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Nuclear Power & Sea Level Rise

 
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kenneal - lagger
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PostPosted: Wed Apr 30, 2008 5:49 pm    Post subject: Nuclear Power & Sea Level Rise Reply with quote

Here is my safety submission to one of the nuclear power proposers

Quote:
Comment:

The siting and/or design of any new reactor should take into account the worst possible scenario for sea level rise. NASA's Hansen is predicting a 5 meter sea level rise by the end of the century. Given the problems about to be unleashed by the peaking of the world's oil supply and that these power stations will probably not be decommissioned through lack of energy, much more than a 5 meter sea level rise should be allowed for.


and their responce

Quote:
Response:

The Flamanville 3 EPR unit under construction in France is on a Channel coastal site. Consequently the issue of the sea level rise (in this case up until 2070) was addressed in 2005 in order to determine the Maximum Safety Water Level (MSWL), which is the load case for the Exceptional Coastal Flooding hazard. This is the most demanding for External Flooding hazards.

The requirements related to the protection against external flooding, used for the design of the EPR ensure that buildings housing safety classified equipment are kept dry. This is achieved by setting the platforms and the ultimate heat sink equipment (pumps and filtration devices) at a level at least equal to the Maximum Design Flood Level. Similar consideration would apply for a UK coastal site.

In 2005, the maximum sea level was calculated considering the best scientific consensus at the time, namely the Third Assessment Report (TAR) of the Intergovernmental Panel on Climate Change (IPCC). The average sea level rise given then was a range from 0.09 to 0.88 m (according to diverse scenarios) between 1990 and 2100. This estimation given by global climate models has been compared to measurements made in different places in western France. Statistical works on sea levels show an average sea level rise in Brest in the order of 1 mm per year between 1860 and 1995 (this location has been selected because of its longer chronicle). So the measurements are consistent with the model estimates.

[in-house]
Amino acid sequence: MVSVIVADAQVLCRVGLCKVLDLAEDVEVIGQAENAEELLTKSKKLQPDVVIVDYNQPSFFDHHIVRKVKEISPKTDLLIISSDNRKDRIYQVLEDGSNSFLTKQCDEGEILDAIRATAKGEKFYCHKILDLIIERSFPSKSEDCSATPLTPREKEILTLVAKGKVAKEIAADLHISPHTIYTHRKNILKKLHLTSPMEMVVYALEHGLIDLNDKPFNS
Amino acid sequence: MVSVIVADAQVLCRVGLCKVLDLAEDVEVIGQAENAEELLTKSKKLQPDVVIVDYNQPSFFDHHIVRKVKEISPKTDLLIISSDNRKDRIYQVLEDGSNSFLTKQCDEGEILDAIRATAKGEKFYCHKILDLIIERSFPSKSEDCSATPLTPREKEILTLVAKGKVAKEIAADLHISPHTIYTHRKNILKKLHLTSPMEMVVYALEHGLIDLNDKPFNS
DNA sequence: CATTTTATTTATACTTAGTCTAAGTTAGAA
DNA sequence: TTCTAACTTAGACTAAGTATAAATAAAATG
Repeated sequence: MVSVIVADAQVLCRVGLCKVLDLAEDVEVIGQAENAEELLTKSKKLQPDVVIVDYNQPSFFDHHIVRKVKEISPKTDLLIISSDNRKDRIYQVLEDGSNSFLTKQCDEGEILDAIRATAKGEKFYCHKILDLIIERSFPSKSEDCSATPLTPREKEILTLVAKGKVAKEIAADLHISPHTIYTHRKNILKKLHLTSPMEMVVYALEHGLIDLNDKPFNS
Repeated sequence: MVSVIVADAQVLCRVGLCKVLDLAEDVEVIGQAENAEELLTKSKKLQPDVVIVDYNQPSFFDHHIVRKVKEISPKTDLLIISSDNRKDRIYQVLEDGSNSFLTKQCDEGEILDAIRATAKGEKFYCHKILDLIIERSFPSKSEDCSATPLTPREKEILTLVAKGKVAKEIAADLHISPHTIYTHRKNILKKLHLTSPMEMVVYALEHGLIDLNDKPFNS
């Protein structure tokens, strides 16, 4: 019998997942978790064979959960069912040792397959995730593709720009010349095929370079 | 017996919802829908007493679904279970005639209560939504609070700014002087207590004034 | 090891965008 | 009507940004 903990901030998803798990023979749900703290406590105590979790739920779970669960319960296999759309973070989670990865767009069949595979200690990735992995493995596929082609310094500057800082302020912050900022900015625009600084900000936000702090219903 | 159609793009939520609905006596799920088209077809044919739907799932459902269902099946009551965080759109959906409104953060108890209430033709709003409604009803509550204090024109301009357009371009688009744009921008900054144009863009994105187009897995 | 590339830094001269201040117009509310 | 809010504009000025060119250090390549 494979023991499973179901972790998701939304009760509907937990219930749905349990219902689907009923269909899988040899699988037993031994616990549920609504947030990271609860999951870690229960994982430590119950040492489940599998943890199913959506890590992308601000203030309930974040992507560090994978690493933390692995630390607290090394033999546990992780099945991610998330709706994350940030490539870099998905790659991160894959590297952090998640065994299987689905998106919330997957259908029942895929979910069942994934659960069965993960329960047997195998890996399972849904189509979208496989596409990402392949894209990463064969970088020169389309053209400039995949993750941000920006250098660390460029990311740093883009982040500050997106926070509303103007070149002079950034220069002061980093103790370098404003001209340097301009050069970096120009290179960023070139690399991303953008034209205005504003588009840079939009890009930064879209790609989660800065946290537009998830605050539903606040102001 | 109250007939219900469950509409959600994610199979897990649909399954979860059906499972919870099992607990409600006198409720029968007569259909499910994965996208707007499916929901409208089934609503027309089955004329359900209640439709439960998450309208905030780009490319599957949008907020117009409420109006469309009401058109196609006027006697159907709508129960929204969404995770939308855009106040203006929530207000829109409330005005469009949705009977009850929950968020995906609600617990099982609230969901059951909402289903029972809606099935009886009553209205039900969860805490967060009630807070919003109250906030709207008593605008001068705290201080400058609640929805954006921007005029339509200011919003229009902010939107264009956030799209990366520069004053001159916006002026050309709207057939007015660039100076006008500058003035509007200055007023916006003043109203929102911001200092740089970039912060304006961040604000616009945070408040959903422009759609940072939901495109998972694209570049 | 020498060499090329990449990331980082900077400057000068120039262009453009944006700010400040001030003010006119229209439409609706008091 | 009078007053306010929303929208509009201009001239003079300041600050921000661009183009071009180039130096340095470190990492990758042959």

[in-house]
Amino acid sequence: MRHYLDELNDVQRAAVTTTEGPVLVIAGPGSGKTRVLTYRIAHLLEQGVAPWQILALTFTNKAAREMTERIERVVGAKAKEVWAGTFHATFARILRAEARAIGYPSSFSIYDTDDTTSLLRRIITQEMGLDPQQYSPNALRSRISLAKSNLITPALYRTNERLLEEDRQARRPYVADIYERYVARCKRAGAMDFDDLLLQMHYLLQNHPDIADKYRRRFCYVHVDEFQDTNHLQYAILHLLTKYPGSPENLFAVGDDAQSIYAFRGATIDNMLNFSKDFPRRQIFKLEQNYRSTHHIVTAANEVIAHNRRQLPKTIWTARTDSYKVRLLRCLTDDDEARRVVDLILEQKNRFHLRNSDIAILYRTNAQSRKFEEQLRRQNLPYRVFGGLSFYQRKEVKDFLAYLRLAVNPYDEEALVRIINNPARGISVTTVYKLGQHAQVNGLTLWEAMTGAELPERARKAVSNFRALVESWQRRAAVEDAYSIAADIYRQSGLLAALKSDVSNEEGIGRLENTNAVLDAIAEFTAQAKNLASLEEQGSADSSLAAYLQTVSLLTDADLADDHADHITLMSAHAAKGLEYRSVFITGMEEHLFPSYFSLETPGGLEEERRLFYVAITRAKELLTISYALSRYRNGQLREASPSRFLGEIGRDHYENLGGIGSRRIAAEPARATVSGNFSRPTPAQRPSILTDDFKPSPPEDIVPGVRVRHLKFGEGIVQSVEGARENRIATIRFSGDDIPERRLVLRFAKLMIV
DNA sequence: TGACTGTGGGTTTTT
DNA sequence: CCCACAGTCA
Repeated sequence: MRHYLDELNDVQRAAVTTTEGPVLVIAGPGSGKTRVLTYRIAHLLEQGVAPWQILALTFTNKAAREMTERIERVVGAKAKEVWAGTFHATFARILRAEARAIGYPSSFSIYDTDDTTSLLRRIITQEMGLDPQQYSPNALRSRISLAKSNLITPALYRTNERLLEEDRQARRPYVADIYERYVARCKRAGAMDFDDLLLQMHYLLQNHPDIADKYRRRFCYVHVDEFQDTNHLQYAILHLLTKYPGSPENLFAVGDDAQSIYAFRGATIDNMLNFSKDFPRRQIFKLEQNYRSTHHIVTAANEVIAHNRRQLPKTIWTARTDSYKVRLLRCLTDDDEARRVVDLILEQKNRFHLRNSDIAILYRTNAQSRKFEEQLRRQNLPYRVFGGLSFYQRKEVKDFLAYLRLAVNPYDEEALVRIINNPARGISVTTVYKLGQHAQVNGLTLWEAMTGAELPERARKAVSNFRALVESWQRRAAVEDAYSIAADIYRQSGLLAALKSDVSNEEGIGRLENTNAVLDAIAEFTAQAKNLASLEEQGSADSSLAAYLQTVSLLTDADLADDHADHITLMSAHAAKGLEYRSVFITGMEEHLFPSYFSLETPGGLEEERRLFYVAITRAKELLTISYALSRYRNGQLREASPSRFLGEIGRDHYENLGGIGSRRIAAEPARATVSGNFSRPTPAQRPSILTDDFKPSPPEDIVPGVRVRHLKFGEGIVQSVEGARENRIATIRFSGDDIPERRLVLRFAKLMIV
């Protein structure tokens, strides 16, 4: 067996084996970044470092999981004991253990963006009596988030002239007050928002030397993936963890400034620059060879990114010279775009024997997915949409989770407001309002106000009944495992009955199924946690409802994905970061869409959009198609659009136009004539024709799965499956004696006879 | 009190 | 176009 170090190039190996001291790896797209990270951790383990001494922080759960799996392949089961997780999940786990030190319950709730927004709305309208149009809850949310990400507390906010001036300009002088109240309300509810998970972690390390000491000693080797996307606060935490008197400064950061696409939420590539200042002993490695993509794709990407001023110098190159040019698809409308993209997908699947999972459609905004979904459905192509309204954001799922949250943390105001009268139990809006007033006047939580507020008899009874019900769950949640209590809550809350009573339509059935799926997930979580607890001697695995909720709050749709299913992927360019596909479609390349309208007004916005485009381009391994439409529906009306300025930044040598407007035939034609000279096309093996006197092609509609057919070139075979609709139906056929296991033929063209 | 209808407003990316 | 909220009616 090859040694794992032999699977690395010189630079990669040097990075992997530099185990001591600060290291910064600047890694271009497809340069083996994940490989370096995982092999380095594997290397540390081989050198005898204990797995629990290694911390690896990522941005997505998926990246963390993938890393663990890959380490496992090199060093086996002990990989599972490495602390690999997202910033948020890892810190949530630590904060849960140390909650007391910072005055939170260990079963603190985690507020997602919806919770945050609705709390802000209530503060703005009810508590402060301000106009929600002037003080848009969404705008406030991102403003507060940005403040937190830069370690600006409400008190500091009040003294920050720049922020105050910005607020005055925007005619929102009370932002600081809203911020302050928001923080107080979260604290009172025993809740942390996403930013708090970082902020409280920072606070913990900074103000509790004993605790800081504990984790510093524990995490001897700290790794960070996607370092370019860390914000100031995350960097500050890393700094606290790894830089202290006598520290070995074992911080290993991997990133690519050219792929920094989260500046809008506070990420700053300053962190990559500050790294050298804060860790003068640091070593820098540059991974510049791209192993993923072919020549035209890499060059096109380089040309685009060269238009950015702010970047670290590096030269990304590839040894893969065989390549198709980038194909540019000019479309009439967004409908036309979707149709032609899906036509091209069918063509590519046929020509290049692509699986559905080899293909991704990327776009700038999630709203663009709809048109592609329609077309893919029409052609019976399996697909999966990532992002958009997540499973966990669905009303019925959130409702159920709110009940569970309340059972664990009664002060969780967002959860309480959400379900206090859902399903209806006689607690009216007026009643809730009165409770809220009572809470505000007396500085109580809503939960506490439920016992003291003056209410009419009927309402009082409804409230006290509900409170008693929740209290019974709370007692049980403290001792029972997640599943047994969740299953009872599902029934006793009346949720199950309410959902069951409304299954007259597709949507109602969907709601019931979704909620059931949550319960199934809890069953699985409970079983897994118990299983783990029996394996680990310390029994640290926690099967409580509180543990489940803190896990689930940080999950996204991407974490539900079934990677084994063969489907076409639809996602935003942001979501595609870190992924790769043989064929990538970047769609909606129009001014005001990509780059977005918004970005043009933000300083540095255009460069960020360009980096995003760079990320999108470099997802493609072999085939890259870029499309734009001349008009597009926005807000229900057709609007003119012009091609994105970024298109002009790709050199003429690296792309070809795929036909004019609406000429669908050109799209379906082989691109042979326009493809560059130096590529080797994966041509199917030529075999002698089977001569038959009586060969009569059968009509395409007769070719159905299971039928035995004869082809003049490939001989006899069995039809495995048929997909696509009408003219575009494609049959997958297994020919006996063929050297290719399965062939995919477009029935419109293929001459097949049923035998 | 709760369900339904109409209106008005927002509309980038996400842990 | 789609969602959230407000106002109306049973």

Since 2005, the IPCC has continued to work on this topic. A new assessment report (AR4) was issued in 2007. The sea level rise range in this report is 0.18 to 0.59 m in the decade 2090-2099, with the note that this range is ?excluding future rapid dynamical changes in ice flow? (ref [1]).

Hansen?s paper (ref [2]) is not a presentation of new scientific results on sea level rise, but a discussion about the above AR4 exclusion. Hansen gives some arguments on ice flow dynamics being non-linear and states that the sea level rise will be dominated by ice sheet disintegration. The 5m sea level rise is the result of a rough calculation based on two main assumptions: (1) ice sheet contribution is 1cm in the decade 2005-2015 and (2) this contribution doubles each decade. Such assumptions need further scientific work and the calculation of sea level rise needs more accurate modelling.

The IPCC AR4, in its last part ?The long-term perspective? opens the prospect of future work on this issue, since ?...the risk of additional contributions to sea level rise from both the Greenland and possibly Antarctic ice sheets may be larger than projected by ice sheet models and could occur on century time scales.? (Ref [1] p.19).

In conclusion therefore, the postulated potential sea level rise value of 5m given in Hansen?s paper is not sufficiently refined to be used in the siting design of new reactors; it is not yet confirmed by measurements and is derived from a rough calculation, the purpose of which is not to scientifically model the sea level rise. Nevertheless, as ice dynamical processes seen in recent observations could increase the rate of ice lost, the scientific work on this matter will be followed carefully, and the siting design of coastal plants to be built around 2015 will be adapted to the results when they are available.

[1] Climate Change 2007 : Synthesis Report ? Summary for Policymakers - IPCC web site

[2] Scientific reticence and sea level rise ? J E Hansen - http://pubs.giss.nasa.gov/docs/2007/


Please note that the regulators (the Health and Safety Executive and the Environment Agency) have asked that all dialogue on the submission takes place through the website so that they are involved in the process. If you have any further comment on this or any other matter, please revisit our website and we will be happy to respond through the regulator?s process.

Yours faithfully


The UK EPR GDA Project

A joint project of AREVA and EDF


So it looks as though the reactors will be built allowing for about a meter of sea level rise to keep them as cheap as possible. Also if the French have done that it must be OK!! Never mind the fact that all the Climate Change indicators get worse with every report and that every report is down graded by the politicians.
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Bandidoz
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Joined: 24 Nov 2005
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PostPosted: Wed Apr 30, 2008 7:28 pm    Post subject: Re: Nuclear Power & Sea Level Rise Reply with quote

Quote:
and the siting design of coastal plants to be built around 2015 will be adapted to the results when they are available.

That would be quite intrusive and expensive Wink
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